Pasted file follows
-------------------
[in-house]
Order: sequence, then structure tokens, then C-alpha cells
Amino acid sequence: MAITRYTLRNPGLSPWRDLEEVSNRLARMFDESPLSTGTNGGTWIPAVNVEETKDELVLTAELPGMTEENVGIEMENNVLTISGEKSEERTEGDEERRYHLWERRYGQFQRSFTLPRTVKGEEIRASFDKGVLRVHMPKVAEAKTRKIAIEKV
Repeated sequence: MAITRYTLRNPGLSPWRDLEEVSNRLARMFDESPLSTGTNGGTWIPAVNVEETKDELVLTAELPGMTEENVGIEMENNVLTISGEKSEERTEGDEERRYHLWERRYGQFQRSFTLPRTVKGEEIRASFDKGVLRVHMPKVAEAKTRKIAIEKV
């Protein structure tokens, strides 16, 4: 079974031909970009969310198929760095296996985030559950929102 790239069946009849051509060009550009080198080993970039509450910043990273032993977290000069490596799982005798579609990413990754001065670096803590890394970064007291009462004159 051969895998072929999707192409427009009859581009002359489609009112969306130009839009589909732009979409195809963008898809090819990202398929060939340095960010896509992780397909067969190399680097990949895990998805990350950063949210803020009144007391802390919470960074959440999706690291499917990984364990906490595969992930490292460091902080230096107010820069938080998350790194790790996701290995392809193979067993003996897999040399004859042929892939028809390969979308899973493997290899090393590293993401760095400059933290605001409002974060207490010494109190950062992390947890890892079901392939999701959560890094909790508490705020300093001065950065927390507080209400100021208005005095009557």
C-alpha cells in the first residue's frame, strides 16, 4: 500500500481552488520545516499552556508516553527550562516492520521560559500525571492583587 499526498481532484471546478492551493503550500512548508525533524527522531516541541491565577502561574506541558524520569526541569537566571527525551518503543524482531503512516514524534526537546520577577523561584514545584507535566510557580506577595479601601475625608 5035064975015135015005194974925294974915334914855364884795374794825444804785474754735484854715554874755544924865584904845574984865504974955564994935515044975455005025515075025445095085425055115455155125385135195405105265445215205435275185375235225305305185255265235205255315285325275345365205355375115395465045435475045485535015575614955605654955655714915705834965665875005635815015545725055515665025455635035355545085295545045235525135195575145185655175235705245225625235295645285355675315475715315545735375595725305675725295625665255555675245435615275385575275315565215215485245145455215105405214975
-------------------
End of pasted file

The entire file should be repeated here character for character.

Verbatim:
[in-house]
Order: sequence, then structure tokens, then C-alpha cells
Amino acid sequence: MAITRYTLRNPGLSPWRDLEEVSNRLARMFDESPLSTGTNGGTWIPAVNVEETKDELVLTAELPGMTEENVGIEMENNVLTISGEKSEERTEGDEERRYHLWERRYGQFQRSFTLPRTVKGEEIRASFDKGVLRVHMPKVAEAKTRKIAIEKV
Repeated sequence: MAITRYTLRNPGLSPWRDLEEVSNRLARMFDESPLSTGTNGGTWIPAVNVEETKDELVLTAELPGMTEENVGIEMENNVLTISGEKSEERTEGDEERRYHLWERRYGQFQRSFTLPRTVKGEEIRASFDKGVLRVHMPKVAEAKTRKIAIEKV
């Protein structure tokens, strides 16, 4: 079974031909970009969310198929760095296996985030559950929102 790239069946009849051509060009550009080198080993970039509450910043990273032993977290000069490596799982005798579609990413990754001065670096803590890394970064007291009462004159 051969895998072929999707192409427009009859581009002359489609009112969306130009839009589909732009979409195809963008898809090819990202398929060939340095960010896509992780397909067969190399680097990949895990998805990350950063949210803020009144007391802390919470960074959440999706690291499917990984364990906490595969992930490292460091902080230096107010820069938080998350790194790790996701290995392809193979067993003996897999040399004859042929892939028809390969979308899973493997290899090393590293993401760095400059933290605001409002974060207490010494109190950062992390947890890892079901392939999701959560890094909790508490705020300093001065950065927390507080209400100021208005005095009557």
C-alpha cells in the first residue's frame, strides 16, 4: 500500500481552488520545516499552556508516553527550562516492520521560559500525571492583587 499526498481532484471546478492551493503550500512548508525533524527522531516541541491565577502561574506541558524520569526541569537566571527525551518503543524482531503512516514524534526537546520577577523561584514545584507535566510557580506577595479601601475625608 5035064975015135015005194974925294974915334914855364884795374794825444804785474754735484854715554874755544924865584904845574984865504974955564994935515044975455005025515075025445095085425055115455155125385135195405105265445215205435275185375235225305305185255265235205255315285325275345365205355375115395465045435475045485535015575614955605654955655714915705834965665875005635815015545725055515665025455635035355545085295545045235525135195575145185655175235705245225625235295645285355675315475715315545735375595725305675725295625665255555675245435615275385575275315565215215485245145455215105405214975